Even light fixtures and paddle fans can be spray painted!!! On metal pieces and furniture hardware, I use metal primer primarily for the "rust retardant" factor!

One last important TIP when using ANY technique to paint anything....ALWAYS give the piece time to cure before you put it to work! 

I was always skeptical of those "two day" makeovers they did on tv where they would paint something and then "stage" the pieces with all kinds of stuff within hours of putting a final coat on. (Kind of like getting your nails painted at the salon...even though you dry them for 10 minutes, you are still going to ding them if you dig in your purse for your keys! Unless you get gel polish...awesome stuff!) Trust me, that is the fasted way to ruin a finish! Don't do patient and give the paint time to harden (cure) before you set a lamp on it or try to hang the fixture (trust me...I have had to repaint many pieces because of impatience!) 

One dated, nasty, cheapo piece of furniture can ruin an entire room. Toss it or paint it! YOU CAN DO IT!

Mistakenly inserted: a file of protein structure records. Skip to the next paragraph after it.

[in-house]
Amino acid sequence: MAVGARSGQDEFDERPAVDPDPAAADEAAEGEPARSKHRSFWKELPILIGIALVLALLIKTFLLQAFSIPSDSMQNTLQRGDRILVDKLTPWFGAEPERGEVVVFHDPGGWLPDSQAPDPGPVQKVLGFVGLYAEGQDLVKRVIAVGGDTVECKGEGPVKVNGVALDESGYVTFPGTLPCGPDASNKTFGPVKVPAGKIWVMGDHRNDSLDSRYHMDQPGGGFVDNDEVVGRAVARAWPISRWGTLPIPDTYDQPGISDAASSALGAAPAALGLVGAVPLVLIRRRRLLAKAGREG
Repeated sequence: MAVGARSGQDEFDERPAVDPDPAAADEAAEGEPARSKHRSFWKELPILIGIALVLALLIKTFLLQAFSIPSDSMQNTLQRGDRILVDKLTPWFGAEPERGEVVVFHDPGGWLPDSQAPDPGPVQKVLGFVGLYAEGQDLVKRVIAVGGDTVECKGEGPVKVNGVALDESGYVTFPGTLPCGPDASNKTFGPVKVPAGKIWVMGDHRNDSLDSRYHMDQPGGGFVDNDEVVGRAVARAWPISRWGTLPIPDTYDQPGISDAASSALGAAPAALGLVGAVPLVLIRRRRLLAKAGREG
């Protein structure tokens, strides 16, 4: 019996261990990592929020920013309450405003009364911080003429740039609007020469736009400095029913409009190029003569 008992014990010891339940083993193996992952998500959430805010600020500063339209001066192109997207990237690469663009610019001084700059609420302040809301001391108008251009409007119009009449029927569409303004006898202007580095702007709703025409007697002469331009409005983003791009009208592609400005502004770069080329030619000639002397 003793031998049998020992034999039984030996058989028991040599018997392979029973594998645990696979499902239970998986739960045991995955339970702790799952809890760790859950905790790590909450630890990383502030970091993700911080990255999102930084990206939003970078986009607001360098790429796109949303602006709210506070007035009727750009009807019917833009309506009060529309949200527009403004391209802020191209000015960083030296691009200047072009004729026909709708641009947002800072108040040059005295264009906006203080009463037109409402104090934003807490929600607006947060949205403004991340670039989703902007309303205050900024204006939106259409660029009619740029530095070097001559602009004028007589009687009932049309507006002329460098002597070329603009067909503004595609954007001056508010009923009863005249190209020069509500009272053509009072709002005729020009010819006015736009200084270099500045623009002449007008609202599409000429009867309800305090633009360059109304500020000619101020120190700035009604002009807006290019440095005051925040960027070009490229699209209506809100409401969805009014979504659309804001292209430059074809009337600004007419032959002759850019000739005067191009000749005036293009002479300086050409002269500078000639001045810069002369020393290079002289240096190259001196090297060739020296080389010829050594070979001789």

*I have not been compensated for pimping these products! These are the products I use and work for me!!!*

Dining room table makeover and my recent angst!!!!

Choosing fabric for a piece for "resale" is a tad easier for me than when I have to make a decision for my own home! It is still a struggle, but not nearly as difficult as choosing a fabric for myself.

Primarily because I know how much work goes into reupholstering a piece and I know if I go too "trendy" I will end up having to redo it in a few years. It is one reason I "stay safe" with bigger pieces like couches and chairs...then I use throw pillows, blankets and rugs to pull in the "in" colors. Those things are easy to change...and I don't cringe too much if I have to donate a $15 pillow vs. a $2000 couch!